Cellular Agriculture

Big Data for Better Produce
March 10, 2020
DNA Storage
March 10, 2020

Cellular Agriculture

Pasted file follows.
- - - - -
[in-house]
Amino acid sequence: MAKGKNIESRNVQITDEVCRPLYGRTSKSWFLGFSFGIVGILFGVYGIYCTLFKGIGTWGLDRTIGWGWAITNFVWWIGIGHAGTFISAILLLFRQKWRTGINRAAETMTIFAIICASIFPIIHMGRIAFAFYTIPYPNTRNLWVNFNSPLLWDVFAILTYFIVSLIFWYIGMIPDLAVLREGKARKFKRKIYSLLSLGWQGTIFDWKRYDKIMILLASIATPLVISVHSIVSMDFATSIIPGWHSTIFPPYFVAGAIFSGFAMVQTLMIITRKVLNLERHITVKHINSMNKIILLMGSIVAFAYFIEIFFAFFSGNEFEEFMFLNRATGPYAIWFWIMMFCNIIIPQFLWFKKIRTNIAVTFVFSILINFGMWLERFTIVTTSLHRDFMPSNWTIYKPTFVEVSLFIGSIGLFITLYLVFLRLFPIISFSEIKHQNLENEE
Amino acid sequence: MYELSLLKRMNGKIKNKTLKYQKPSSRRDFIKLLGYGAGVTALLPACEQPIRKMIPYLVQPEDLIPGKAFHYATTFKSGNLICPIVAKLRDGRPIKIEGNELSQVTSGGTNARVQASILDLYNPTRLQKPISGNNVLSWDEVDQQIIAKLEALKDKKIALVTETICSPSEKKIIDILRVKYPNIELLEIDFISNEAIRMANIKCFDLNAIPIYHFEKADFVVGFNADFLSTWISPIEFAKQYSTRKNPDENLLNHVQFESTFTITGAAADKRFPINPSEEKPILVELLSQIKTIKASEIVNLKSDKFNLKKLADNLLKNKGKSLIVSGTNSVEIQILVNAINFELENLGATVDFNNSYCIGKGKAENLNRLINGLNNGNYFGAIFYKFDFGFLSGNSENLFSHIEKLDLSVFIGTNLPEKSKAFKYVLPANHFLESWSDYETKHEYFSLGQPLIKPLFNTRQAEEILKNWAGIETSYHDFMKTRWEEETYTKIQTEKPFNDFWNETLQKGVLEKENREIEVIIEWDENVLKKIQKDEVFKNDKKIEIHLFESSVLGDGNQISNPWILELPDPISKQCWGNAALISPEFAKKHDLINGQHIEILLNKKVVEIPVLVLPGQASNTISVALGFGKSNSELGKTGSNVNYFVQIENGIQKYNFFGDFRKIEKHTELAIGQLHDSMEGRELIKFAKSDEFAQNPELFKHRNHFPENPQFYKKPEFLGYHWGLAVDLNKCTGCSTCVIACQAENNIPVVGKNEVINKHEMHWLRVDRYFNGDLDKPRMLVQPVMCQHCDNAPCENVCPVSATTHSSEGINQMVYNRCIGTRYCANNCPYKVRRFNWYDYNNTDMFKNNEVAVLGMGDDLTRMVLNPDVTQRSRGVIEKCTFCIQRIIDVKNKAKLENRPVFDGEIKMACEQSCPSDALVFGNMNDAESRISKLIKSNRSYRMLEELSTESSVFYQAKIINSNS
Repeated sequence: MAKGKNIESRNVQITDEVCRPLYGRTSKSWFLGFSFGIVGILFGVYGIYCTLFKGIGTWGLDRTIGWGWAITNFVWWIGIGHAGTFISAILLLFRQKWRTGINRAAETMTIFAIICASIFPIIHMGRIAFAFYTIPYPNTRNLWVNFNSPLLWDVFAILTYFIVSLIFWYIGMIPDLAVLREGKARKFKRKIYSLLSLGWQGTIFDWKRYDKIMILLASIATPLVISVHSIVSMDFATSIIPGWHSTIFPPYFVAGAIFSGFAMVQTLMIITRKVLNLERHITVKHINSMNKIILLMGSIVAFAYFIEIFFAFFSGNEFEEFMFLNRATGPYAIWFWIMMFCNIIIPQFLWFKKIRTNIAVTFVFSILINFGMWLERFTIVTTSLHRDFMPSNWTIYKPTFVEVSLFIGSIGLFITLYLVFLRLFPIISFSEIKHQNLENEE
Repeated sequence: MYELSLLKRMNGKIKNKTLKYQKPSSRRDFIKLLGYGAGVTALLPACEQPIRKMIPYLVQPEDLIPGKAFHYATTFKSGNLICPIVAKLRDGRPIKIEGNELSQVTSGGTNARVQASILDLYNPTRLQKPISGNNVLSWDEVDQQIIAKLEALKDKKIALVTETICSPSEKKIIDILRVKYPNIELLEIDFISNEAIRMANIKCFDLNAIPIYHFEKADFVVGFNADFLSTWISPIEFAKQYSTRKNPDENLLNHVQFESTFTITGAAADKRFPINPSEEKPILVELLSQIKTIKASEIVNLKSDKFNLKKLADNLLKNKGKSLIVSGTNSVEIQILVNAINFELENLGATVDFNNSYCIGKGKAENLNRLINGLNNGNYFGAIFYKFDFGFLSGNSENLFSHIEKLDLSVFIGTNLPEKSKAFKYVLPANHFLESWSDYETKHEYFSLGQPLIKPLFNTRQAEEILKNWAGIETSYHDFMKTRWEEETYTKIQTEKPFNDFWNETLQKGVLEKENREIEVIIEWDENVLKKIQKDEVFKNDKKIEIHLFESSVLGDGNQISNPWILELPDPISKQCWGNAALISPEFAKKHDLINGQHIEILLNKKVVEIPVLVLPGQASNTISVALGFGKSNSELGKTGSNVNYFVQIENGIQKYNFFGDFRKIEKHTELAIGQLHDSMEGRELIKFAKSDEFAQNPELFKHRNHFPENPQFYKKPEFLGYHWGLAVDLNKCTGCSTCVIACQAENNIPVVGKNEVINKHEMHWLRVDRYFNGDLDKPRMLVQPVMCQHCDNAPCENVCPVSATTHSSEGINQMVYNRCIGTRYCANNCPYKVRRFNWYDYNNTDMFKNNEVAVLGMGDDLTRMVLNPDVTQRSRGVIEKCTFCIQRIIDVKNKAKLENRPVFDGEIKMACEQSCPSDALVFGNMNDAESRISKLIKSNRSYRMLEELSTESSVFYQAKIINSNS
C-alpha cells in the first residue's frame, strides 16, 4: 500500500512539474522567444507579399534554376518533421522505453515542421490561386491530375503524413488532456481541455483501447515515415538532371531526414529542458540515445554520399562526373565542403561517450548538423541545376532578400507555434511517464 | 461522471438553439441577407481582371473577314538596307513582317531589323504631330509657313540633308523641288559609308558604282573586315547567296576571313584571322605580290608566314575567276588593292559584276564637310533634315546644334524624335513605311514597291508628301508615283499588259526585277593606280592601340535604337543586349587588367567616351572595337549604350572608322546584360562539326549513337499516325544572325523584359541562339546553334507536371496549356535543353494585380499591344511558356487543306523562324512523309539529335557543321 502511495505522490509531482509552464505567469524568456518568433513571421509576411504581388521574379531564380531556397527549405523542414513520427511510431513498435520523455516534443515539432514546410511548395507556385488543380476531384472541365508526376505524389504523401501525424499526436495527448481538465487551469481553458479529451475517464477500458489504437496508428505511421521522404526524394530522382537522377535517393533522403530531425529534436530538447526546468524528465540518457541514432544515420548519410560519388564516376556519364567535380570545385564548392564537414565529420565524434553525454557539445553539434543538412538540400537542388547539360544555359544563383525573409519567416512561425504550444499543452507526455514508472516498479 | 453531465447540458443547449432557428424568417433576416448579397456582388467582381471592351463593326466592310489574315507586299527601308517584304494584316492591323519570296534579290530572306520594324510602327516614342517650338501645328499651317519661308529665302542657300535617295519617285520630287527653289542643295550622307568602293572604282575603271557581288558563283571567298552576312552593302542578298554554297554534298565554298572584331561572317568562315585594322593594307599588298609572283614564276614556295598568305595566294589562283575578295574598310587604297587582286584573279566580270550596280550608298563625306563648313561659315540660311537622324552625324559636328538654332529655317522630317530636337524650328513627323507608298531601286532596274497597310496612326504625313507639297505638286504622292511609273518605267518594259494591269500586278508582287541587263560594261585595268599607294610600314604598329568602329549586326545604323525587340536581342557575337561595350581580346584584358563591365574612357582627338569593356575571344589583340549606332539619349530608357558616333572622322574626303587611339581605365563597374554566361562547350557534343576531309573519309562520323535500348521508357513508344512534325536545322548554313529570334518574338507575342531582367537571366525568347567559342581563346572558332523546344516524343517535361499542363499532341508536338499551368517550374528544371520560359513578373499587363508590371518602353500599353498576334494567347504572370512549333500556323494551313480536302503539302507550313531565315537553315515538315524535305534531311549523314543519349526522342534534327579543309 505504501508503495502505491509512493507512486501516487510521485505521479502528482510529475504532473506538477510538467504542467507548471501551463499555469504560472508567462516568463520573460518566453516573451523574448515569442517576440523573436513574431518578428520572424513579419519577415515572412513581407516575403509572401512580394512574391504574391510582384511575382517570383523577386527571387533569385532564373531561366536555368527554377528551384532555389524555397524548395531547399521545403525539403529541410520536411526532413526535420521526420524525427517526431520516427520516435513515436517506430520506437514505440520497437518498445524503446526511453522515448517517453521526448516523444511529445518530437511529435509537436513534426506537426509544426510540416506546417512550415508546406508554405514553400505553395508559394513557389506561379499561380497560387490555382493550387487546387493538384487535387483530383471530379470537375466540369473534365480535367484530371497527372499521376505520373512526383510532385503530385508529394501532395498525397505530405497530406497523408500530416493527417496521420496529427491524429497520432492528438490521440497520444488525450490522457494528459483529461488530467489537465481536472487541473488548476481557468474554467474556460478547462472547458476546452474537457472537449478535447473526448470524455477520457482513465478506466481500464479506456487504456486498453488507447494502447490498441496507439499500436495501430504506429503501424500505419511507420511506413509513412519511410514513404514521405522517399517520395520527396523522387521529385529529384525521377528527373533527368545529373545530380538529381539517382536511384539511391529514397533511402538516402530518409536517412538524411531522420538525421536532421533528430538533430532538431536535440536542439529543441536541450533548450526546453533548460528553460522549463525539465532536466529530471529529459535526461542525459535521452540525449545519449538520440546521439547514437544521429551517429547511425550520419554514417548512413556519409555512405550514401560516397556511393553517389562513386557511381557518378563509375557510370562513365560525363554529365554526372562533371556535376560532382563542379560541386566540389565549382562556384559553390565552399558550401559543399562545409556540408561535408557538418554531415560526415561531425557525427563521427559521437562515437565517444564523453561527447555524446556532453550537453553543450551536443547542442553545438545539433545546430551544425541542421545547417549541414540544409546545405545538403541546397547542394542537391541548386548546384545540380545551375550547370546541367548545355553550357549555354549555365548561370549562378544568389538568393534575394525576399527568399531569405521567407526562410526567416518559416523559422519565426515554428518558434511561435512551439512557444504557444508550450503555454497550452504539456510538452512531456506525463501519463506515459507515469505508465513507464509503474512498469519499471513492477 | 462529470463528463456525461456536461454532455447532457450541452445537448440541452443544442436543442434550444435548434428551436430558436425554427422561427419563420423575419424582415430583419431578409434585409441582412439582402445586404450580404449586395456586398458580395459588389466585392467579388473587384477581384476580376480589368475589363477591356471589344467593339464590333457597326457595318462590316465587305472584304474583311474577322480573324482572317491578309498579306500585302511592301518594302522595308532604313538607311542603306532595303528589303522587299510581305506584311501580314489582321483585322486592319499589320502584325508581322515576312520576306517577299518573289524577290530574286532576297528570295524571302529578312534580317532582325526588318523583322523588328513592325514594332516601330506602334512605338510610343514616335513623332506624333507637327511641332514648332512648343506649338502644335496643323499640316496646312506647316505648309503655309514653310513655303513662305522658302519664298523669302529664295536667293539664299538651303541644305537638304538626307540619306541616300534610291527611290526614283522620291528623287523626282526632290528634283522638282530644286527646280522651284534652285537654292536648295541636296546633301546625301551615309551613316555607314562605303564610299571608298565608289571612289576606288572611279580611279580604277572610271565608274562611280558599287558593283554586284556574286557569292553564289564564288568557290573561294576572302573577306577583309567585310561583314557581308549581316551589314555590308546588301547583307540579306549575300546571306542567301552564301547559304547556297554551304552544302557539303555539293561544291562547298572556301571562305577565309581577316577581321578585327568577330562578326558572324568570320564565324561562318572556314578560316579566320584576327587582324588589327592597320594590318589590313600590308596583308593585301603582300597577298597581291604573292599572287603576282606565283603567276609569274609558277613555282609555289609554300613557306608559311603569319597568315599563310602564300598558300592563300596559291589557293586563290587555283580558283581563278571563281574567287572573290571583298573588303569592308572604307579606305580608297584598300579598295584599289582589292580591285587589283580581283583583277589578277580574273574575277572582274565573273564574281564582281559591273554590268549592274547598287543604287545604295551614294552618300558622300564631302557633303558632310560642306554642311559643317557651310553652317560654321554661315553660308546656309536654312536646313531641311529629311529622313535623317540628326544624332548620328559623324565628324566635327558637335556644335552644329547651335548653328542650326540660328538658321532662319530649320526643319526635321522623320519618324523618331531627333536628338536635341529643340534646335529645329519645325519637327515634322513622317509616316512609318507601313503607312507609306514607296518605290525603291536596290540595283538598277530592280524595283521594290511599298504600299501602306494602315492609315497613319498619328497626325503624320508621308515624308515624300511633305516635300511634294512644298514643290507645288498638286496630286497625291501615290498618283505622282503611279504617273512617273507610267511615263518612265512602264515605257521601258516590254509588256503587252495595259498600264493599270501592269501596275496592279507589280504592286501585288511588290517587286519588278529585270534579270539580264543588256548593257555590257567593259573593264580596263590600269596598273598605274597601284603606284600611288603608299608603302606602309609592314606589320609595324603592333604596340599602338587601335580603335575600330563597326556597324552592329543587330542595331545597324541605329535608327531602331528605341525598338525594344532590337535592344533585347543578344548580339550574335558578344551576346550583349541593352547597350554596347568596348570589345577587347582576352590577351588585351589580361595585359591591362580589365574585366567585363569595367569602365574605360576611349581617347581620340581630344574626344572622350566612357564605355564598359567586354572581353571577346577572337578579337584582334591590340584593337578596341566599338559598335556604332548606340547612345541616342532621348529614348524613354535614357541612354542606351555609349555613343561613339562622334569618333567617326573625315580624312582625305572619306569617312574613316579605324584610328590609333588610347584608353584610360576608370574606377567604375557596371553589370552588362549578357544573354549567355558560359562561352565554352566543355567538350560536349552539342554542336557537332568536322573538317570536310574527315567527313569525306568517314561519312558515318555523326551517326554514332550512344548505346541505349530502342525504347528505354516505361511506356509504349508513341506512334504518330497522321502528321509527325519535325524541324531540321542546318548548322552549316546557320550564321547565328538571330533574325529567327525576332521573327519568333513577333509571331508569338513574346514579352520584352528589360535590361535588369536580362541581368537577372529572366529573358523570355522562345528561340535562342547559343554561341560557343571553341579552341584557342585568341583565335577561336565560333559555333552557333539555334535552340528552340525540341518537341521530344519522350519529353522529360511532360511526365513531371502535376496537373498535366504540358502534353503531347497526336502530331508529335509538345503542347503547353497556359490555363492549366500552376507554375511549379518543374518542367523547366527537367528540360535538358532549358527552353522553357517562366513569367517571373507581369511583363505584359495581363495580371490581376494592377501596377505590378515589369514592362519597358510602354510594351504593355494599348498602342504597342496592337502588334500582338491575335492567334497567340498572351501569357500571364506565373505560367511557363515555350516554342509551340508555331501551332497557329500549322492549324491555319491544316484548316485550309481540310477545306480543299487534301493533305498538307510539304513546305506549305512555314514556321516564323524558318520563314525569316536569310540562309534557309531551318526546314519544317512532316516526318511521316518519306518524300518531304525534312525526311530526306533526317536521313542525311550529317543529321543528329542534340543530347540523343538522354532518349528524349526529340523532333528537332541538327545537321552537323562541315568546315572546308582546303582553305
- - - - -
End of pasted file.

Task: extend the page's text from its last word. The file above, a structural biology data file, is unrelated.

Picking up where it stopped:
Cellular agriculture refers to the production of agricultural products from cell cultures, and it’s key to producing lab-grown meat. In 2013, the University of Maastricht introduced the world to the first lab-grown hamburger patty, and it cost $330,000 to create. Since then, a number of startups have been working on various techniques to culture—rather than harvest—meat that has the same chemical structure of what would have come from an animal. Fast food chains like Chipotle now offer Impossible meat, a beef substitute made from genetically-modified yeast. Many U.S. grocery stores now sell ground Impossible meat, too. Clara Foods serves up creamy lab-grown eggs, fish that never swam in water, and cow’s milk brewed from yeast. Perfect Day will focus on yogurt, cheese, and ice cream—sans the cows, and instead grown inside a lab. Memphis Meats, Beyond Meat and Aleph Farms are working on lab-grown chicken and beef using pea protein and other plant materials. Eclipse Foods is a plant-based dairy company that makes an ice cream base. New Wave Foods makes algae-based shrimp, while Finless Foods makes fish flesh. The clean meat movement is heading towards acellular agriculture, which doesn’t require starter cells extracted from muscle biopsies. Instead, it generates meat from microbes. This will allow researchers to someday soon cultivate milk, chicken, and eggs. It will take years before producers can scale production to meet demand, and there is no guarantee everyone will adopt the meatless meal. In 2018, the U.S. beef industry took aim at the nascent industry, filing a petition to bar non-animal products from the definition of meat and creating a consumer campaign against lab-grown meat. Yet retail sales of plant-based meat grew to $1 billion in 2019, up 56% from 2015—while retail meat sales remained flat, according to Nielsen. French lawmakers also passed a law that bans vegetarian companies from calling their products “bacon” and “sausage.” Still, in the future, you might buy meat at a local microbrewery, which instead of beer, “brews” meat. Or, for that matter, you might print your hamburger at home.